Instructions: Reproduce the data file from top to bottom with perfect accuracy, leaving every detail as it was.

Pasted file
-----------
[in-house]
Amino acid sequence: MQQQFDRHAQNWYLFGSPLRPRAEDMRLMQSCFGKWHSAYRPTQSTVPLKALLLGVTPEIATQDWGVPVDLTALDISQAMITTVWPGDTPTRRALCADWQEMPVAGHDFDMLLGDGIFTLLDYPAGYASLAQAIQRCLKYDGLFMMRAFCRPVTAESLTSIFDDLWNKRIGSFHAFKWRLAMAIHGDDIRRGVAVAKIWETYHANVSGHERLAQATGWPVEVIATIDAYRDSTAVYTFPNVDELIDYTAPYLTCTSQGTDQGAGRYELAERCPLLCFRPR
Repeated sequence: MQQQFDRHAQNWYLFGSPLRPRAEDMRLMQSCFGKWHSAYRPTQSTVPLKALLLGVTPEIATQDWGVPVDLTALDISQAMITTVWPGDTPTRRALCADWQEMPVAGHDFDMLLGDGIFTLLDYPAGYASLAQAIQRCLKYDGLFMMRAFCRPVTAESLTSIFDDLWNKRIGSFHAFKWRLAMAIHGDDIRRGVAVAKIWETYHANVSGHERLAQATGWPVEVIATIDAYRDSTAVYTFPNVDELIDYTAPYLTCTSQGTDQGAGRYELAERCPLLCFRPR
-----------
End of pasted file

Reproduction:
[in-house]
Amino acid sequence: MQQQFDRHAQNWYLFGSPLRPRAEDMRLMQSCFGKWHSAYRPTQSTVPLKALLLGVTPEIATQDWGVPVDLTALDISQAMITTVWPGDTPTRRALCADWQEMPVAGHDFDMLLGDGIFTLLDYPAGYASLAQAIQRCLKYDGLFMMRAFCRPVTAESLTSIFDDLWNKRIGSFHAFKWRLAMAIHGDDIRRGVAVAKIWETYHANVSGHERLAQATGWPVEVIATIDAYRDSTAVYTFPNVDELIDYTAPYLTCTSQGTDQGAGRYELAERCPLLCFRPR
Repeated sequence: MQQQFDRHAQNWYLFGSPLRPRAEDMRLMQSCFGKWHSAYRPTQSTVPLKALLLGVTPEIATQDWGVPVDLTALDISQAMITTVWPGDTPTRRALCADWQEMPVAGHDFDMLLGDGIFTLLDYPAGYASLAQAIQRCLKYDGLFMMRAFCRPVTAESLTSIFDDLWNKRIGSFHAFKWRLAMAIHGDDIRRGVAVAKIWETYHANVSGHERLAQATGWPVEVIATIDAYRDSTAVYTFPNVDELIDYTAPYLTCTSQGTDQGAGRYELAERCPLLCFRPR